You have to do work against the repulsion of the charge that's already on it. The more charge on there, the more work you have to do.
When charged, the energy is stored in the electric field, and when you connect the plates together in a circuit, the capacitor does work pushing the charges around the circuit as it discharges.
The energy is released.
Although a "direct" current doesn't flow through a capacitor, charge can flow onto and off the plates. This constitutes a current. If you have a circuit with alternating current, the capacitor conducts a current with no problem at all, first pushing charge onto one plate, and then onto the other.
The larger the value of the capacitance, the more charge can be stored on it (at the same V) so the bigger the alternating current can be for the same volrtage. This is why the "resistance" (correctly called reactance) of a capacitor to AC goes down as you increase its capacitance.
Why does a greater force of repulsion mean more work must be done by the supply? Surely the electromotive force is constant?Last edited by Magu1re; 29032011 at 21:09.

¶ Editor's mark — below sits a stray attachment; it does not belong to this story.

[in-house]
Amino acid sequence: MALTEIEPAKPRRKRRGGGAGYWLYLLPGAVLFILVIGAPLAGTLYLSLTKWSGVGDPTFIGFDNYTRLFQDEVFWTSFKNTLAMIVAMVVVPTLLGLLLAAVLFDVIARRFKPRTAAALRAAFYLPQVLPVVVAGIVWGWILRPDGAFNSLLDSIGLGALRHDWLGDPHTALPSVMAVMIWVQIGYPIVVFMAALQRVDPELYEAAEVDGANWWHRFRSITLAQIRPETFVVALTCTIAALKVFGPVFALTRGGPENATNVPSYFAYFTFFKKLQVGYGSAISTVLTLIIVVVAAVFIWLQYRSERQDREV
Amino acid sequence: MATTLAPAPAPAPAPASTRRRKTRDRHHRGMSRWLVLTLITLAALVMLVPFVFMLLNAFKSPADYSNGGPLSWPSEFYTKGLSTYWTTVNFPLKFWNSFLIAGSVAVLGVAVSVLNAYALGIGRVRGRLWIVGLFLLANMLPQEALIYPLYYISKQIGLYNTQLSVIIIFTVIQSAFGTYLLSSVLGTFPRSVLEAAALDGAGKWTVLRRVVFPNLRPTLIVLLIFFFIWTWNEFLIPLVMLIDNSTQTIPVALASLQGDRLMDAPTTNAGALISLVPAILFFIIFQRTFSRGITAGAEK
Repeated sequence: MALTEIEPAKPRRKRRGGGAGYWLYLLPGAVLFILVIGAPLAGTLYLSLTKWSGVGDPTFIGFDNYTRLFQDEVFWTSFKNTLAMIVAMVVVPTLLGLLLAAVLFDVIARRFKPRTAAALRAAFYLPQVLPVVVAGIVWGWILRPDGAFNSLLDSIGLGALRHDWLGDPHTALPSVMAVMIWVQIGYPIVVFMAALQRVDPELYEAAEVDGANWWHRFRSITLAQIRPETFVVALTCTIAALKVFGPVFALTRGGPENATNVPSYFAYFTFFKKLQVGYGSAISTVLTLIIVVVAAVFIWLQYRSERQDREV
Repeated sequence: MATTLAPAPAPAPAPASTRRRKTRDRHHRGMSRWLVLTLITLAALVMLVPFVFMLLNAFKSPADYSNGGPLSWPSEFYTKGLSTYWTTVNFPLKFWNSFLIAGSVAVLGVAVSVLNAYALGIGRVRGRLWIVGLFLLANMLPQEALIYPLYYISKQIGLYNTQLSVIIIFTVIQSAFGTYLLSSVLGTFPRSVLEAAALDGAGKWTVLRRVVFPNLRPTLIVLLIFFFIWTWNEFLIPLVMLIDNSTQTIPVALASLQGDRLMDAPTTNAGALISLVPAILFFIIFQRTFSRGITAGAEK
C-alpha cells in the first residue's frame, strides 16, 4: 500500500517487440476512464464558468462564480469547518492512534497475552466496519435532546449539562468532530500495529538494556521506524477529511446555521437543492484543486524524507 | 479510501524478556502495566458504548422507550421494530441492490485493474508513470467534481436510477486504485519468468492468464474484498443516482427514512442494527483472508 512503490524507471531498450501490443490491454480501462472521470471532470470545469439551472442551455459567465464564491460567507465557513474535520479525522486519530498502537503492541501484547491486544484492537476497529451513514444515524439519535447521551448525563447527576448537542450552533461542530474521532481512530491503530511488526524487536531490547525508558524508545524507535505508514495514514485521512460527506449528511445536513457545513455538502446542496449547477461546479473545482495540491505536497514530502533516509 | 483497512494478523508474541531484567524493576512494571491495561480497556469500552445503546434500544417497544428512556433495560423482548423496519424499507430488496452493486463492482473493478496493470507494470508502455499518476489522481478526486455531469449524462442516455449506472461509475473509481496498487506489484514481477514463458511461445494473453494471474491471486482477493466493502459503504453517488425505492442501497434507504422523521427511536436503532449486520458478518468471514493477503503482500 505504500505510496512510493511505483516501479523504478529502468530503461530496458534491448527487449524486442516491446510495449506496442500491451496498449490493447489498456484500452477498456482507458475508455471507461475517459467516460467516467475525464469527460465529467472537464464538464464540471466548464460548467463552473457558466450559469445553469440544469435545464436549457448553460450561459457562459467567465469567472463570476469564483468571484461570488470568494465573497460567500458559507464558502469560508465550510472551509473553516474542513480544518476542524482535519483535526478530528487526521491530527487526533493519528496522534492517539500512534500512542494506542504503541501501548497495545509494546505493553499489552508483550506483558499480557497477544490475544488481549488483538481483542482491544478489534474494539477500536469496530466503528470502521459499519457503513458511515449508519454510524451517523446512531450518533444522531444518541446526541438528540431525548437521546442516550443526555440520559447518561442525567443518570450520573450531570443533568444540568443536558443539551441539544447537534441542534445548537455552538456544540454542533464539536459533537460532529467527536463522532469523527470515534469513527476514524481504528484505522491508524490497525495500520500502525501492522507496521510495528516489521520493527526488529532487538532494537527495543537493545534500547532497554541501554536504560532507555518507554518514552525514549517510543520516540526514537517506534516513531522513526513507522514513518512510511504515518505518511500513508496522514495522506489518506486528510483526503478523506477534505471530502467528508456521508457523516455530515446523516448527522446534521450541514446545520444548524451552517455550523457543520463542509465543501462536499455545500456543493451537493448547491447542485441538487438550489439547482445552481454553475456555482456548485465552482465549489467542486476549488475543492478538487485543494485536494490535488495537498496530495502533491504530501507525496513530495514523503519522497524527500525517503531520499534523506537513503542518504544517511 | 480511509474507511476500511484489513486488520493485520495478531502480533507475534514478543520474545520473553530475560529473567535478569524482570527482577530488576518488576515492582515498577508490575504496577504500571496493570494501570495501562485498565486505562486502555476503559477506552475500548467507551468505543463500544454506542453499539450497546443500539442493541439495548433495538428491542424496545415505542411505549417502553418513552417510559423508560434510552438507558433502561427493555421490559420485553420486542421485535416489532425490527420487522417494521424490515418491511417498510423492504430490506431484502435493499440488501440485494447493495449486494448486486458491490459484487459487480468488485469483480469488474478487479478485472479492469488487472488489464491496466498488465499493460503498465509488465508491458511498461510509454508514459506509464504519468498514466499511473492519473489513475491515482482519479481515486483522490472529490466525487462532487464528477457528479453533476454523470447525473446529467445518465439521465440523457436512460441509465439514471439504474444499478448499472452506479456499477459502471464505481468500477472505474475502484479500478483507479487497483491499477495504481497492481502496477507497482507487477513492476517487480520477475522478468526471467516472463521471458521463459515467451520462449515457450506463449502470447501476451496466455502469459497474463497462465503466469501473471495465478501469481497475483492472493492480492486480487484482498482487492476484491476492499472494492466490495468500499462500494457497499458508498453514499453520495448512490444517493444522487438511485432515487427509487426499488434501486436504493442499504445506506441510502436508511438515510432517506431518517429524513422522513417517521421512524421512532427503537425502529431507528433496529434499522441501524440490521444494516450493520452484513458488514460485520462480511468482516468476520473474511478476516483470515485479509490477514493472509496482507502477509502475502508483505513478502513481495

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 29032011 23:04
(Original post by Magu1re)
Okay. A lot of that makes sense to me. But why is the area under the graph of V against Q equal to the work done charging the capacitor up? What physical understanding/picture underpins the reason for doing this integration?
2. The energy stored in a capacitor is the work done charging it up. The work is done in pushing charges onto the plates against the repulsion of the charges already on them.
3. The work done moving a charge through a potential of one volt is by definition, one joule. So to move a charge onto a plate which is at a potential of, say, 1 volt needs 1 joule of work. This is then stored in the capacitor.
4. As you store more charge on it, the capacitors voltage rises. This means it needs more work now to get a charge of one coulomb onto the plates.
5. The total work done is found mathematically by integration, because the voltage does not remain constant as you add more charge.
6. You could think of it very simplistically by saying that the voltage rises from zero to V. The average voltage was ½V